“So, objectively, as I look at Augusta there were plenty of opportunities that I missed with wedging, putting and iron play. I wouldn’t say it was necessarily the driver that got me into trouble for the most part, but definitely there were times where my putter and my wedges and my iron play did.
DRIVER IS NOT THE ANSWER
“So I have to keep working on that as I increase the speed, and that’s how I objectively look at it, whenever I don’t do my best, there are reasons for it. It’s not like the driving is going to be the ultimate answer and the reason for winning every single tournament. There’s plenty of issues behind not putting well or wedging it well or iron playing well and that’s stuff I’ve always got to work on and try and fix.”
So it’s the total package that wins golf tournaments, and DeChambeau will have his sights set on more as he looks to become World No.1 and he believes his recent muscle and weight gain will help him achieve his goal.
“I like this Bryson version better,” he said. “I feel that in the long run I’m giving myself a better opportunity to live a better, healthier, long life. Most people think that with swinging it this fast, I’m going to get injured. But I would actually say the converse is that I’ve got the more ability to prevent injury, because I can tolerate so much force.
WORLD LONG DRIVE ADVICE
“I talked to World Long Drive Champion Kyle Berkshire about this, and he told me that people were always saying that he was going to get injured swinging the way he does, but he’s learned how to tolerate the force he puts into the swing.
“So as time goes on, I really think this is a better way, personally, for me to live a longer, healthier life. And because of that, I don’t really miss the old Bryson too much. I feel like I’m in a better place in life because of it.”
The 27-year-old is never one to sit still, and that is true of his playing schedule as he looks to become a more rounded competitor in different conditions around the world. DeChambeau won the OMEGA Dubai Desert Classic in 2019 and played the inaugural Saudi International a week later. In 2020 he played in Abu Dhabi and Dubai and this year played in Saudi again.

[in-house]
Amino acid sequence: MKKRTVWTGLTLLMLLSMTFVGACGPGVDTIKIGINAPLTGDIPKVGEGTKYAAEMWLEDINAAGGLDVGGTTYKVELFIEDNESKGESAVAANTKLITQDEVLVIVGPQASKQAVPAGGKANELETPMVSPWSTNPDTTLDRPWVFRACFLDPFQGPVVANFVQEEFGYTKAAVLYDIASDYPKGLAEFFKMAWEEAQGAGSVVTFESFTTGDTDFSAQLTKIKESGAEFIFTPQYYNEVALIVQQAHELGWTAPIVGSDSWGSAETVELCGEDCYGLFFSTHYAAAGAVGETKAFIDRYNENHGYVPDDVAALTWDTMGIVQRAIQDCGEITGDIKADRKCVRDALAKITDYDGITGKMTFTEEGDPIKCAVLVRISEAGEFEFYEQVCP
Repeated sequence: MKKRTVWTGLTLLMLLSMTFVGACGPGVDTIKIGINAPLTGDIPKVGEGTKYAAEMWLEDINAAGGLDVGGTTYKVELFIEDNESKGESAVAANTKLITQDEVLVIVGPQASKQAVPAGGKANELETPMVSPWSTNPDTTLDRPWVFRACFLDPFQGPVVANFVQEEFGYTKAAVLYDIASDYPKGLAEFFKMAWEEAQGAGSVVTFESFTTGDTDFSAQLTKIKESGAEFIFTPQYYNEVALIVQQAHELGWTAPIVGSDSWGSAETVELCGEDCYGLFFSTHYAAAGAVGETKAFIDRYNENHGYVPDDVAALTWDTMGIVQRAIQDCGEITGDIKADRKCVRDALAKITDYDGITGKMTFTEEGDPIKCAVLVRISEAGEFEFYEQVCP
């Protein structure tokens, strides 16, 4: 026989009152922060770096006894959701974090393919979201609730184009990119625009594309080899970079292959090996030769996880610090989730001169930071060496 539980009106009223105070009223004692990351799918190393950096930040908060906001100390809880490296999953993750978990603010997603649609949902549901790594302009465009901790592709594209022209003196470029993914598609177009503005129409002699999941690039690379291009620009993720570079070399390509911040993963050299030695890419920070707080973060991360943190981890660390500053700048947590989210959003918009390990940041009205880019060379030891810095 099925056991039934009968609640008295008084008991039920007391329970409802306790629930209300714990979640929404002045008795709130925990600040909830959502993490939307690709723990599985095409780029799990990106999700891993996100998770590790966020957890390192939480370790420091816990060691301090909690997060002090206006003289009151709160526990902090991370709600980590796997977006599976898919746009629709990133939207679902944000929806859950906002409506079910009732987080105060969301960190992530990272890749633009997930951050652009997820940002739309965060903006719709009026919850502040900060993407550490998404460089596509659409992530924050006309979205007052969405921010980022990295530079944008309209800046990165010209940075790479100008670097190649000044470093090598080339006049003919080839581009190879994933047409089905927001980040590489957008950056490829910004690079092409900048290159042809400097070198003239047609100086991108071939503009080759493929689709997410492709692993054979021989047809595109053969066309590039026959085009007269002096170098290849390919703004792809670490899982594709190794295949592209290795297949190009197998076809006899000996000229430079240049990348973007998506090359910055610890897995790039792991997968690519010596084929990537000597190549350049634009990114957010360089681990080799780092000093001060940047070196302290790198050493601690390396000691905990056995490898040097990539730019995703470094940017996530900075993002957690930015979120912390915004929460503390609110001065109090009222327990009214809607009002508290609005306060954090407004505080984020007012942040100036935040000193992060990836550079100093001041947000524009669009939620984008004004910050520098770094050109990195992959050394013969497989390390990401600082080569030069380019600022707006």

Back in 2018 he contended at the Porsche European Open in Hamburg and he’s keen to continue his globe-trotting path as his career progresses.
WORLDWIDE GOLF IS ESSENTIAL
“I think it’s one of the most important moves we can all make,” he said. “Being able to travel the world and go to a place like Saudi Arabia and showcase the best players in the world is something that helps ultimately grow the game worldwide.
“I think it’s important for us top players in the world to do that so that we can show the world, hey, we care about you guys, we care about everyone else, we want to see this game grow, we want to see it flourish.
“We’re not going to be here forever and we want others in the world to see how great this game can be, not only just for fun but to create amazing relationships for the future. That’s what the game of golf is truly about and that’s what I respect and honor about this game, this great game that we play.
I would say my schedule for the year is more fluid than set in stone. I don’t want to make sure that I’m going too hard and I wear myself out, and then going into a major I’m dead tired. I want to be preparing myself for the major championships and the big events of the year.